(An Excerpt From Exhilarating Prose: A Writer’s Manual
A work in progress by Barry Healey & Cordelia Strube)
DEAD LANGUAGE – THE SPEAKS
What is it?
Dead language is language that is… well, dead. Like the Monty Python parrot, it is deceased, expired, no longer of the living. It litters the cultural landscape. It’s leaden, repetitive and un-arousing—prose unable to transport the reader anywhere.
You cannot write sparkling prose with dead language. The writer needs to metaphorically jab the reader in the brain with a sharp stick; to replace mirthless, incoherent, disingenuous words and phrases with lucid and startling ones. The writing must be sparse, sharp and vibrant to stimulate the reader’s imagination. Each word, phrase or sentence must be tested before being deployed—effective prose is uncluttered, and contains no unnecessary, misleading, bland or deceptive words which might smother imagery or meaning.
Dead language is made up of ‘The Speaks’—ad-speak, media-speak, techno-speak, medical-speak, valley-girl-speak, art-speak, sports-speak, corporate-speak, government-speak, and a hundred other speaks—clusters of clichéd words and phrases, replicating the same oral and written syntax, effectively blocking the communication of forceful and original ideas.
Advertising is the rattling of a stick inside a swill bucket.
Ad-speak—like “Doublethink” in Orwell’s 1984—is now wholly incomprehensible (e.g. our local jazz radio station advertises “This commercial free Sunday is brought to you by…”). Everywhere in the media you find, “The more you buy, the more you save!” One imagines chimps bouncing on chairs in ad agency cubicles, pounding their keyboards and chanting, “the more you save, the more you buy, the more you buy, the more you save”.
Ad agencies refer to their efforts as the ‘Art of Persuasion’ (not the ‘Art of Deception’?). Ad-speak practitioners seem particularly adept in the use of dead language, describing the merchandise or services they’ve been retained to hawk in the same clichéd superlatives, undoubtedly because the items being peddled have no intrinsic or exceptional value (i.e. selling the “sizzle” and not the steak).
Sharp, clear prose is not hesitant in stating what it’s about, unlike most ad campaigns which are built around vague, suggestive slogans not intended to be interrogated, but cry out to be questioned:
“It’s good to talk” (what about listening, British Telecom?);
“Things go better with Coke” (diabetes, for example?);
“Fox News – Fair and balanced.“ (fair to whom, Rupert?);
“Doctors recommend Phillip Morris” (dead doctors?);
“You can be sure of Shell” (sure of spills?)
“An army of one” (are you counting on both hands, Pentagon?);
“Think Different” (shouldn’t you go first, Apple?);
“Rediscover delicious harmony” (delicious or nutritious, McDonalds?);
Ad-speak is designed to seduce and reassure, employing vague non sequiturs presented in rhythmic, inane phrases. Ikea seems to stand alone with its plain and witty, “Screw yourself”.
Business-speak (a division of ad-speak?), possibly the greatest purveyor of dead language (i.e. course descriptions in a business school calendar), utilizes vacant and tiresome phrases such as “our tradition of excellence in…” and “forward thinking attitudes of our staff”, along with “to serve the public”, to dupe the consumer into believing that they are receiving value for money, and to obscure questionable business practices. Ask yourself: would any company, manufacturing a viable, useful and lasting product, or ably providing a needed service, require the use of dead language to promote its goods or services—if those goods and services were highly regarded?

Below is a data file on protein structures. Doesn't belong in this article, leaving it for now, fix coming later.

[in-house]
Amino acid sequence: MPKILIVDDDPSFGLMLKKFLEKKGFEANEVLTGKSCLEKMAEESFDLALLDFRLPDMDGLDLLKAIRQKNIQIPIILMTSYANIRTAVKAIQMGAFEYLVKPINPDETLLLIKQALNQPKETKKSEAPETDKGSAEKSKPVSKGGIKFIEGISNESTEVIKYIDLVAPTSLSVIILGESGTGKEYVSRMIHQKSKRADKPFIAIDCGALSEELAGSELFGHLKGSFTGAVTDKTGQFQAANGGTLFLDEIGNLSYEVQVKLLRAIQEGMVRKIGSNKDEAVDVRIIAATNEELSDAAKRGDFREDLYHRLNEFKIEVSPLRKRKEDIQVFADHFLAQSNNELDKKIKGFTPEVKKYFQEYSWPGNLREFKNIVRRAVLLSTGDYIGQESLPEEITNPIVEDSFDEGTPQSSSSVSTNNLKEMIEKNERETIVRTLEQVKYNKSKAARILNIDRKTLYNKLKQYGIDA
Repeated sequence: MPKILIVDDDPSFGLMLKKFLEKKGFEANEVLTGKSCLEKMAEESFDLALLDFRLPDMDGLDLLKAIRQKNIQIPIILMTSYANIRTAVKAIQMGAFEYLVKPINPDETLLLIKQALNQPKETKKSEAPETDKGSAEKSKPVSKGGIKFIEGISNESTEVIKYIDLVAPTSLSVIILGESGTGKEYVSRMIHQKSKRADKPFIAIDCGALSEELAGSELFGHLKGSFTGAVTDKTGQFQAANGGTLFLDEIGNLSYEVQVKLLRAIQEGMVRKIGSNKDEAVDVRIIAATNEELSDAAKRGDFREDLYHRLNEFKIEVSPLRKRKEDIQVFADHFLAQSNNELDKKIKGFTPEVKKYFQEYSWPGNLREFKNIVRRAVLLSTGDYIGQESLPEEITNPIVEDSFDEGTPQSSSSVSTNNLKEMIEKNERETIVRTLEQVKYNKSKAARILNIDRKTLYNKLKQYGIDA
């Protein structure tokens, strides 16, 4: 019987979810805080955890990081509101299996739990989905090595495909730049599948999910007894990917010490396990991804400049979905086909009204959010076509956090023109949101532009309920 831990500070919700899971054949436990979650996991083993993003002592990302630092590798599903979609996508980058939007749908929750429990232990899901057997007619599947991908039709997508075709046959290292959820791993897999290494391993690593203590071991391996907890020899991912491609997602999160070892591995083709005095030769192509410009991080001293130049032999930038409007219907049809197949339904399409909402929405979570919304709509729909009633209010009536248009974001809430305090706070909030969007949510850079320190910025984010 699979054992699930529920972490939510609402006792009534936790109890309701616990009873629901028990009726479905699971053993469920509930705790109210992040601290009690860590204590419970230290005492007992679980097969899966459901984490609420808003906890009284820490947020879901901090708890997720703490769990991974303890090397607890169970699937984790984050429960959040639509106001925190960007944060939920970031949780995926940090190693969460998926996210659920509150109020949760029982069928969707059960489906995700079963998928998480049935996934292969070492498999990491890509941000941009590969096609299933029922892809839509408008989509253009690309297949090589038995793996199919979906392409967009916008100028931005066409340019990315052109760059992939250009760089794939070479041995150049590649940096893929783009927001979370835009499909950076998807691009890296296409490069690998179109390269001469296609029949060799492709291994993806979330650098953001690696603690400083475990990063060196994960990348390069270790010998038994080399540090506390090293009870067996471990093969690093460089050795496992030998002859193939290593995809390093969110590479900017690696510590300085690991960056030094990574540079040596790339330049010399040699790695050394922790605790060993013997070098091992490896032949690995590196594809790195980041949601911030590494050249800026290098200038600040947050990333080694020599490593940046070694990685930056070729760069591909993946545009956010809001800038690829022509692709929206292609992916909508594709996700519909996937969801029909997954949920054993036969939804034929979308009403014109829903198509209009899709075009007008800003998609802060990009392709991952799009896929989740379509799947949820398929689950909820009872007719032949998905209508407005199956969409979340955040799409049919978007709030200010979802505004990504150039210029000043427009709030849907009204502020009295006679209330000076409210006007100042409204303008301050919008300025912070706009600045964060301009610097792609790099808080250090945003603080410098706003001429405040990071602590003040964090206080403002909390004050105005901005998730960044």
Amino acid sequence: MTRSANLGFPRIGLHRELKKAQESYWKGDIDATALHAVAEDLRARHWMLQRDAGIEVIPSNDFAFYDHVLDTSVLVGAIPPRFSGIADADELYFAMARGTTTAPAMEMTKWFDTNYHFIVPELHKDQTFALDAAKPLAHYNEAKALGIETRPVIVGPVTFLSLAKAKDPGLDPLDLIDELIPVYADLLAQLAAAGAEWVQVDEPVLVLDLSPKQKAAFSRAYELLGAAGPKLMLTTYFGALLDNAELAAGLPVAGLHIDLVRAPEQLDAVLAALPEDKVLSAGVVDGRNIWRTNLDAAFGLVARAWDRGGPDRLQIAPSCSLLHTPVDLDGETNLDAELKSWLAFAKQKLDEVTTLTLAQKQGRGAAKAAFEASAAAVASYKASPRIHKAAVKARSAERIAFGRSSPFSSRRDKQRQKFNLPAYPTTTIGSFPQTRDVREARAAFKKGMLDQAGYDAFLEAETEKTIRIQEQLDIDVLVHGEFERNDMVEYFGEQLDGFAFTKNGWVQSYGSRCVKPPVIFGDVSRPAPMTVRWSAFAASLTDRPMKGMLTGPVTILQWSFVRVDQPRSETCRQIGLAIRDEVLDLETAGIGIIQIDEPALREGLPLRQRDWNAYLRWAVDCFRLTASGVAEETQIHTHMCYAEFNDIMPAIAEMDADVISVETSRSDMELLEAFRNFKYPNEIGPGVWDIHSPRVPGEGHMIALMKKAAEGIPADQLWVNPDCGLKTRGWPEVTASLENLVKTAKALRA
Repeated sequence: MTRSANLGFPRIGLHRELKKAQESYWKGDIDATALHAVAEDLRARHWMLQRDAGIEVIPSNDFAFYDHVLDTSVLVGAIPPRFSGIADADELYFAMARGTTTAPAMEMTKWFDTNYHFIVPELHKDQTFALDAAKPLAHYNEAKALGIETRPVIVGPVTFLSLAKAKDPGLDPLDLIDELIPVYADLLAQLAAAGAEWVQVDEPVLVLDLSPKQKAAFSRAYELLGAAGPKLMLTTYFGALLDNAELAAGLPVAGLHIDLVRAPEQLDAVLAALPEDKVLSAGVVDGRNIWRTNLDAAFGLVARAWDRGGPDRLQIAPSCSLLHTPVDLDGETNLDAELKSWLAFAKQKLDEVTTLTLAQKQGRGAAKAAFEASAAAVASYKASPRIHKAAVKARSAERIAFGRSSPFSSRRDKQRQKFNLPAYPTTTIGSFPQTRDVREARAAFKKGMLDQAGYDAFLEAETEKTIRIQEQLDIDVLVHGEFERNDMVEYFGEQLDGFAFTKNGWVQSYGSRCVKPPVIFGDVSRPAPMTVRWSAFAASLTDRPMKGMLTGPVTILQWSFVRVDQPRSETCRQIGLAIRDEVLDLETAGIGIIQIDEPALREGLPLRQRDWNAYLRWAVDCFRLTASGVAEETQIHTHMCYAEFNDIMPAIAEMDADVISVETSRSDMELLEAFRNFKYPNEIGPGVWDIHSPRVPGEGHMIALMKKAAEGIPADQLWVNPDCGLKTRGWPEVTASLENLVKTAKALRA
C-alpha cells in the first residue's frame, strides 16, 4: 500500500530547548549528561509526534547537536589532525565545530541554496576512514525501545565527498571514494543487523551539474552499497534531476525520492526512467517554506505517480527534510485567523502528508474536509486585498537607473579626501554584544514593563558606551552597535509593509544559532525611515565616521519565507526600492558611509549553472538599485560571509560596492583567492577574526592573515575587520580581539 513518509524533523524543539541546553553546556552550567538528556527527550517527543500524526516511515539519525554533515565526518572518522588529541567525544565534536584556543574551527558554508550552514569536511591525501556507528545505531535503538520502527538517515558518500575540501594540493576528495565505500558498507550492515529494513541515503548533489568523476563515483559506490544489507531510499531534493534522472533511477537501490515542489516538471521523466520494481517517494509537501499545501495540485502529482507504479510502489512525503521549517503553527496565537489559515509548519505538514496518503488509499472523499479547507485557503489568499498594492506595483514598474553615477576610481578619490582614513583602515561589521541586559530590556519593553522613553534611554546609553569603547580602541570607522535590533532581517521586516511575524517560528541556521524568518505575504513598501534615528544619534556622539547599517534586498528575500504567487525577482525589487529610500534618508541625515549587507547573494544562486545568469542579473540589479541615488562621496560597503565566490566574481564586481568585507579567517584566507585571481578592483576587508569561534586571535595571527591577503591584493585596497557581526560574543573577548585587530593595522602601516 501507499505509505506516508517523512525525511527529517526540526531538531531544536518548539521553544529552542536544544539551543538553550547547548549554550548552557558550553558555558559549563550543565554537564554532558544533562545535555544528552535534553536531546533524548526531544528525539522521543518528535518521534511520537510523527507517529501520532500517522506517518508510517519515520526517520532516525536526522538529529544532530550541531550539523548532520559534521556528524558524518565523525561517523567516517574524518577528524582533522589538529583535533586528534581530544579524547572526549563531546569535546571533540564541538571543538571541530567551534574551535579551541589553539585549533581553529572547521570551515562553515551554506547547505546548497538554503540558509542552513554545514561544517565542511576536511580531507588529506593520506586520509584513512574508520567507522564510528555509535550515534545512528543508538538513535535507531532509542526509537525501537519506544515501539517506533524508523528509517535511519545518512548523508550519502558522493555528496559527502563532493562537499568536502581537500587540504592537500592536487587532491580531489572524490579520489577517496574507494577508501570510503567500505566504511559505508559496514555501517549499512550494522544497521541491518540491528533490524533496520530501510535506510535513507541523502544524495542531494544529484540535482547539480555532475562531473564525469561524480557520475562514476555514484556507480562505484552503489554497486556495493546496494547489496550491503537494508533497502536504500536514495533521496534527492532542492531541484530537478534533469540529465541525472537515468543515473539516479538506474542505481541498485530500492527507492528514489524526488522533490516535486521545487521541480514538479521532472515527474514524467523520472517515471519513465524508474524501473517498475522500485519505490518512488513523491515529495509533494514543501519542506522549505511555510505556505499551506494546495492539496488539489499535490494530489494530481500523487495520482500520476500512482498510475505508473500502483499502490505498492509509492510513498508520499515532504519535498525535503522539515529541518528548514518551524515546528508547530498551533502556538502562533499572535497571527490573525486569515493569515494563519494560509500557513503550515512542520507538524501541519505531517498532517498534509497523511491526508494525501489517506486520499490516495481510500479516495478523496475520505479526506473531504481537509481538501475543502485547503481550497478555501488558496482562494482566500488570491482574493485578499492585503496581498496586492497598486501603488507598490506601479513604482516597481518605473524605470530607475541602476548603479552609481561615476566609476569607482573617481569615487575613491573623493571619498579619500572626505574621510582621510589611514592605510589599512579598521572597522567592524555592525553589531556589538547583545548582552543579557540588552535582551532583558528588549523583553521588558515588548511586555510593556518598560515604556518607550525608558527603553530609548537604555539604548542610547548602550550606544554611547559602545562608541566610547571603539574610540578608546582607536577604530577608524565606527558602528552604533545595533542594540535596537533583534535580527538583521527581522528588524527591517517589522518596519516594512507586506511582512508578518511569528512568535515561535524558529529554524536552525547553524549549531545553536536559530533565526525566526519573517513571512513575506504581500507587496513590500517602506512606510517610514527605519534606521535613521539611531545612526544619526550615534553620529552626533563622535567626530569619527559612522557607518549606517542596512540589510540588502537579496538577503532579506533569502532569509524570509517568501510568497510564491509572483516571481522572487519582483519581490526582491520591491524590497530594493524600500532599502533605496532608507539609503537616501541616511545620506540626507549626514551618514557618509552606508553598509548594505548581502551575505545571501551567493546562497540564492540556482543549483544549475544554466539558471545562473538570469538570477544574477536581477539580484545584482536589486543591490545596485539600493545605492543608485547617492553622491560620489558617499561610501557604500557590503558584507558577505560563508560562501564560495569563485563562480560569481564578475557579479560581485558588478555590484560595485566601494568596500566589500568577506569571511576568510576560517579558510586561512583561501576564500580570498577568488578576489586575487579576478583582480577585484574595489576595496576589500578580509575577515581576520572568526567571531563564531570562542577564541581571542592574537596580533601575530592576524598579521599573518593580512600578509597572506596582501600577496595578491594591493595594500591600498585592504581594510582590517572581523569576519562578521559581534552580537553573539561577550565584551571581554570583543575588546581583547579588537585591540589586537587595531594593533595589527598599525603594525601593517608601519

“I grew up on a farm. I know what it means to restore the land,” says Garrett, a youthful “environmental coordinator” for ConocoPhillips, standing in a forest in a (full-page) magazine ad. Garrett is being disingenuous. His phlegmatic statement is intended to imply that the oil industry’s Tar Sands operations, a 40 metre deep gouge the size of the state of Delaware in northern Alberta’s Boreal forest—considered by most ecologists and scientists the most environmentally destructive project on the planet—is being (or will be) magically restored by the oil industry; but of course he doesn’t say how. Garrett’s knowing “what it means to restore the land” is meaningless ad-speak. The oil industry has no idea of how to bring the Boreal Forest back to life (unless it knows something the Gaia doesn’t).
In the same oil industry-financed campaign, another full page ad shows Megan, a young biologist in a wetland, employed by Devon Energy, telling us that she is “monitoring the plants, soil and animals… We know,” she says, “what was here before, what’s here now, and what we need to do before we leave.” What, Megan, what?
Millions of dollars are expended by ‘resource’ (fossil fuel and mining) industries each year to produce reams of dead language to mask their destruction of our once pristine landscape from public view; and they presume that, by presenting Garrett and Megan’s handsome, young, educated presence, and their Pollyannaesque comments, they will quell public apprehension. Their rhetoric—as murky as a tailings pond—attempts to assure us that the rapacious extraction practices of the resource companies have little impact on our landscape.
“Water (the campaign further informs us) is an important part of oil and gas production, and as Canada’s oil and gas industry grows, so does demand on Canadian water resources.” This sentence, cowering on the page, hopes to demonstrate that the oil industry is concerned about the preservation of fresh water; but if so, why are they poisoning so much of it? And why aren’t Garrett and Megan informing their lubricious bosses that polluting millions of gallons of fresh water and decimating our Boreal forests for profit are, ultimately, acts of genocide?
Corporate-speak suggests action while avoiding it, as in “our team will explore specific environmental goals”. This statement suggests much more than the sum of its parts. The word “explore”—like Megan’s use of the word “monitor”—paired with the word “specific” raises expectations that a definite action is being taken; but actually it’s describing a non-action involving no commitment—nothing is rectified, proscribed or initiated, nor is the destruction of the environment halted.